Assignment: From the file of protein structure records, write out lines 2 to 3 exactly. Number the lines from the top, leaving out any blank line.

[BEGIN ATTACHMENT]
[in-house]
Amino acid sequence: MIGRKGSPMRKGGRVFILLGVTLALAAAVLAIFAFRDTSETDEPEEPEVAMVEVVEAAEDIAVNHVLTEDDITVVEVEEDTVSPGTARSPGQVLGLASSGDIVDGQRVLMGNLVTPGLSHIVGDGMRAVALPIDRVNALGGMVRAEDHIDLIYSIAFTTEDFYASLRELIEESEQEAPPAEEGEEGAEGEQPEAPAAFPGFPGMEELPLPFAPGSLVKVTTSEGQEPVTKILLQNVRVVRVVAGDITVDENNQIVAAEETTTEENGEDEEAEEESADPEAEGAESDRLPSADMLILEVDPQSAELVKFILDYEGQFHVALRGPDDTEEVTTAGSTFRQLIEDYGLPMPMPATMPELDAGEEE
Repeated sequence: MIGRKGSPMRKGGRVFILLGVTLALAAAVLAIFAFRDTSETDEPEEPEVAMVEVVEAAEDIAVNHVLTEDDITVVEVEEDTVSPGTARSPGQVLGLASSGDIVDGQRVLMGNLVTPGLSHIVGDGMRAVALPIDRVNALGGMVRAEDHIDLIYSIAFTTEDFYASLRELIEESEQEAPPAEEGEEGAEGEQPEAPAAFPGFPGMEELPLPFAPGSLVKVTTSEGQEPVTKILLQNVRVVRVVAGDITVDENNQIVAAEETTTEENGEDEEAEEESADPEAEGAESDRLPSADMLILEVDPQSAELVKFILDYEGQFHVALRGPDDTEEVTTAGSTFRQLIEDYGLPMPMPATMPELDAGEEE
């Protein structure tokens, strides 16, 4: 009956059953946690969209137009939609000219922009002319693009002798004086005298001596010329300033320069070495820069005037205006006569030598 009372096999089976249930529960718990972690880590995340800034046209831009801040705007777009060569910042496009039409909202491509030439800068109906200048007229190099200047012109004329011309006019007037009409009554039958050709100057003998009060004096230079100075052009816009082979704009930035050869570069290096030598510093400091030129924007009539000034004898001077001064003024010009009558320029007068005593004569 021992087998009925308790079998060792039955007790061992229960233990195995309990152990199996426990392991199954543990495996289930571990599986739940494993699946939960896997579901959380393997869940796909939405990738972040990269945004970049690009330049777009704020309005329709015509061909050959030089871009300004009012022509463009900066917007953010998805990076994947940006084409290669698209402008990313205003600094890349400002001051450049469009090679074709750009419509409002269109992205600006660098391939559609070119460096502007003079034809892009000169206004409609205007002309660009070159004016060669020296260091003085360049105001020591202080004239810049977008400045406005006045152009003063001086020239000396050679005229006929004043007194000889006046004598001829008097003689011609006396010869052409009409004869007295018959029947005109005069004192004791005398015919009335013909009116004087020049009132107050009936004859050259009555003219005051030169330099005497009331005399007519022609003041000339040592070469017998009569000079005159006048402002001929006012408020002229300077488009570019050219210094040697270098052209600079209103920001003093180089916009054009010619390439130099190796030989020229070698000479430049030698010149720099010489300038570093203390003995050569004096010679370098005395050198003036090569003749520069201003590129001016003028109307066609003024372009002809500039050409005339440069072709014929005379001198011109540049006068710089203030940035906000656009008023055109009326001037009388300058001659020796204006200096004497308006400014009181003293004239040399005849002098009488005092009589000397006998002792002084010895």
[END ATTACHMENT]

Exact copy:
Amino acid sequence: MIGRKGSPMRKGGRVFILLGVTLALAAAVLAIFAFRDTSETDEPEEPEVAMVEVVEAAEDIAVNHVLTEDDITVVEVEEDTVSPGTARSPGQVLGLASSGDIVDGQRVLMGNLVTPGLSHIVGDGMRAVALPIDRVNALGGMVRAEDHIDLIYSIAFTTEDFYASLRELIEESEQEAPPAEEGEEGAEGEQPEAPAAFPGFPGMEELPLPFAPGSLVKVTTSEGQEPVTKILLQNVRVVRVVAGDITVDENNQIVAAEETTTEENGEDEEAEEESADPEAEGAESDRLPSADMLILEVDPQSAELVKFILDYEGQFHVALRGPDDTEEVTTAGSTFRQLIEDYGLPMPMPATMPELDAGEEE
Repeated sequence: MIGRKGSPMRKGGRVFILLGVTLALAAAVLAIFAFRDTSETDEPEEPEVAMVEVVEAAEDIAVNHVLTEDDITVVEVEEDTVSPGTARSPGQVLGLASSGDIVDGQRVLMGNLVTPGLSHIVGDGMRAVALPIDRVNALGGMVRAEDHIDLIYSIAFTTEDFYASLRELIEESEQEAPPAEEGEEGAEGEQPEAPAAFPGFPGMEELPLPFAPGSLVKVTTSEGQEPVTKILLQNVRVVRVVAGDITVDENNQIVAAEETTTEENGEDEEAEEESADPEAEGAESDRLPSADMLILEVDPQSAELVKFILDYEGQFHVALRGPDDTEEVTTAGSTFRQLIEDYGLPMPMPATMPELDAGEEE